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Ann Arbor Medical Malpractice Law Blog

Guiding you through a medical malpractice action

Going to the doctor or medical specialists is fairly routine in society. With advancements in medical science and technology, patients are able to experience high quality care whether they are seen for a yearly physical, sudden ailment, the pregnancy and birth of a child, sudden injury, serious illness or surgery. Unfortunately, even with these advancements and cutting edge technology, medical errors are still experienced by patients in Michigan and elsewhere.

At Goethel Engelhardt, PLLC, our attorneys understand that patients put a lot of trust in medical professionals. This can make medical errors even more shocking, as he or she would have never expected such an event to occur. Nonetheless, our law firm is focused on helping individuals in the Ann Arbor area understand their rights and options when it comes to taking legal action following a medical mistake.

What happened to cause your baby to suffer a brain injury?

Data from the American Journal of Neuroradiology indicates that lack of oxygen affects as many as two to 10 out of every 1,000 babies. Often this occurs either during delivery or shortly thereafter.

If newborn asphyxia is not treated immediately, the baby may suffer brain damage.

Ann Arbor firm fights for those affected by catastrophic injuries

Last week on the blog, we discussed the first steps that should be taken when treating a spinal cord injury. Unfortunately, these first steps are just a few of the many that spinal cord injury victims must undertake in order to achieve as full of a recovery as is possible under the circumstances, which is often pretty limited.

The physical limitations placed on those who have suffered a spinal cord injury can be devastating to an individual, disallowing him or her to live what was once their normal day-to-day life. This, in turn, can lead to emotional turmoil that is long lasting and difficult to overcome. Lastly, spinal cord injury victims, as well as victims of other catastrophic injuries, are often dealt significant financial losses.

The first steps in treating a spinal cord injury

In the blink of an eye, an innocent motorist can be rocked by a collision caused by a negligent driver. Those who are lucky can walk away with these accidents with nothing more than jittery nerves. In some instances, though, individuals are left with catastrophic injuries such as those that affect their brain and spinal cord. The ramifications of these types of injuries can be devastating, often leaving victims with permanent disability, which may include paralysis.

When an individual suffers a suspected spinal cord injury, emergency medical personal will work quickly to try to reduce damage and protect a victim's well-being. This begins with stabilization, where medical professionals try to ensure that a victim's breathing, blood pressure and spinal integrity are kept as fully intact as is possible. This may involve the use of braces and harnesses that prevent movement, as well as medications that seek to slow spinal damage by reducing inflammation and reduces body temperature.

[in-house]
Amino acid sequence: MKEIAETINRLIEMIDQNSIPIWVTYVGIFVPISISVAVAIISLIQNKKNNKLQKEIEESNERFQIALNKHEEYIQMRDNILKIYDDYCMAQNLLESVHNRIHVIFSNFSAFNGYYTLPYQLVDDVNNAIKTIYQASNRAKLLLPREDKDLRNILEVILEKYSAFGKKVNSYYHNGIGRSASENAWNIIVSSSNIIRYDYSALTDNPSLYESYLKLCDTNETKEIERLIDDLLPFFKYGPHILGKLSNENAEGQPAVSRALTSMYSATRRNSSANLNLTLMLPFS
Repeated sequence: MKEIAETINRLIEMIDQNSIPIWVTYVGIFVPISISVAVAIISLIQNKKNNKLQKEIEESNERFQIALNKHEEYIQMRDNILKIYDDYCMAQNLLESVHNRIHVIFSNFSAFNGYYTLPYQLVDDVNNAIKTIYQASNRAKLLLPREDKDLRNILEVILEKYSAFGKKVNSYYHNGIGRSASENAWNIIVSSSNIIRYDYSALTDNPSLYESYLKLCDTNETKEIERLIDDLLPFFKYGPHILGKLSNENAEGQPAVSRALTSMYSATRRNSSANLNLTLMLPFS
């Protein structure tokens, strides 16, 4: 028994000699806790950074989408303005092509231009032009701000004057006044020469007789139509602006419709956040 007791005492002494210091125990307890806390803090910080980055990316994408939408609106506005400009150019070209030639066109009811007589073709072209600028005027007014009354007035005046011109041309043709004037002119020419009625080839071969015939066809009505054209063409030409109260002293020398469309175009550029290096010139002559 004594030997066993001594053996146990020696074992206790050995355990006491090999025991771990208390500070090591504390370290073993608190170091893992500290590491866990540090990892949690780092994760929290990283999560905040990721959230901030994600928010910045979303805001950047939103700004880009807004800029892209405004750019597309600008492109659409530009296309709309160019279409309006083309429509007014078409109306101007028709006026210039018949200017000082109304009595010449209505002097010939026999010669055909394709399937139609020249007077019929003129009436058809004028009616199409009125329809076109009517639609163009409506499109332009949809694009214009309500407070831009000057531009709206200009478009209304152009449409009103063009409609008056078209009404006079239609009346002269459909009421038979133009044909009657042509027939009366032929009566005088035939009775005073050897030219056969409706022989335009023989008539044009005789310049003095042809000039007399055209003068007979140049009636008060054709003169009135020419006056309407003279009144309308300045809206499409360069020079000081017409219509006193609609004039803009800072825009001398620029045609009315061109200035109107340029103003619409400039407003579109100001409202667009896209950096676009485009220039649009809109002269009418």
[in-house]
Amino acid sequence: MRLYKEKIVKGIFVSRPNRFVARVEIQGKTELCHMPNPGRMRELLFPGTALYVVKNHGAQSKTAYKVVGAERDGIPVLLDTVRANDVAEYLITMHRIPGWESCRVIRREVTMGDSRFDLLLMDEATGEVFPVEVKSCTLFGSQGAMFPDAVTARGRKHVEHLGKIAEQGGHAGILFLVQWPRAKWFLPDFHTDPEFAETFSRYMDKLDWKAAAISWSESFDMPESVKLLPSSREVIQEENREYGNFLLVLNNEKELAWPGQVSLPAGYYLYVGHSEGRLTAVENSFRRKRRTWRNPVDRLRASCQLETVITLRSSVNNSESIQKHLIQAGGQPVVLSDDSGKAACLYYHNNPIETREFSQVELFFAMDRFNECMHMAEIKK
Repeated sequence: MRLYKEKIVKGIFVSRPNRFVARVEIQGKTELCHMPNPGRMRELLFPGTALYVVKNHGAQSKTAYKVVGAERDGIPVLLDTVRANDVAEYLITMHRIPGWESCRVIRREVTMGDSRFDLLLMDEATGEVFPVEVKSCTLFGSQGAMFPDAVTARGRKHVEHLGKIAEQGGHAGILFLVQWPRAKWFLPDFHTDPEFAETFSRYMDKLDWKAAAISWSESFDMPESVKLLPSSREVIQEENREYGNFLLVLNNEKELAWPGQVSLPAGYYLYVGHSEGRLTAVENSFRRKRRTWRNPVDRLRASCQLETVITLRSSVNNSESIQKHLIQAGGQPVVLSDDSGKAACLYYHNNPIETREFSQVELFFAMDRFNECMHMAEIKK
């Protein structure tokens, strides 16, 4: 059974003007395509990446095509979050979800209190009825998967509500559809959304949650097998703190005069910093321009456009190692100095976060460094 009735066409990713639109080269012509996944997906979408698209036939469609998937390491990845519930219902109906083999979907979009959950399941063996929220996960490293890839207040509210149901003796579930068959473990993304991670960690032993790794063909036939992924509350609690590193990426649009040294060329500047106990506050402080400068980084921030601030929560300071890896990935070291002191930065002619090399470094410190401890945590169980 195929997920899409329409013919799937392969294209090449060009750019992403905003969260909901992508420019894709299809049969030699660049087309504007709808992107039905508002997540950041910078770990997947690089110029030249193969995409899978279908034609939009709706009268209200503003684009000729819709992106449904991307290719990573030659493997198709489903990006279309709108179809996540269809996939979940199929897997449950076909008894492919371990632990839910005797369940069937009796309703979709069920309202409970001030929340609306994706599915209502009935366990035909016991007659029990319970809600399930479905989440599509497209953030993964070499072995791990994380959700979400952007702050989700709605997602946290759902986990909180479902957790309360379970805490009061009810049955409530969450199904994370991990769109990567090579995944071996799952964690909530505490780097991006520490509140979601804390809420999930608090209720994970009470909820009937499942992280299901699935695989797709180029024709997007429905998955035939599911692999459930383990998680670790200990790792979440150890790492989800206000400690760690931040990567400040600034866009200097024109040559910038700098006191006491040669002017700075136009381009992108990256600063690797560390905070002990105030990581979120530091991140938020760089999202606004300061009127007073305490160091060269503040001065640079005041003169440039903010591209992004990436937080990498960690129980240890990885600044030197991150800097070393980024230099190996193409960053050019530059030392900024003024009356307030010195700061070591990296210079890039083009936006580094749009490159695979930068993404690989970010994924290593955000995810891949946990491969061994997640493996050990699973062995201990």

Study shows human error still major player in medical malpractice

It shouldn't be too much to ask for Michigan residents to want competent care from the medical professionals who treat them. Yet, far too often these medical professionals fail to live up to expectations, which put patients at serious risk of harm. Perhaps the saddest part of these situations is that medical neglect is entirely preventable. A recently released study shows just how prevalent human errors are in the medical field.

The study looked at records pertaining to more than 5,000 operations. Of those surgical procedures, 188 adverse events occurred. Of these adverse events, human error accounted for more than half. The majority of human performance errors took place during operations themselves, with postoperative errors and preoperative errors occurring with less frequency.

Marijuana may increase risk of motor vehicle accident

Michigan recently legalized the recreational use of marijuana, which is inline with the decriminalization that is occurring across the nation pertaining to marijuana-related offenses. Although the drug is becoming more widely acceptable in society, many have concerns about how marijuana use will affect those who are under its influence when they climb behind the wheel of a motor vehicle. Many Michigan residents are well aware of the dangers of drunk driving, but drugged driving, including driving under the influence of marijuana, can be just as dangerous.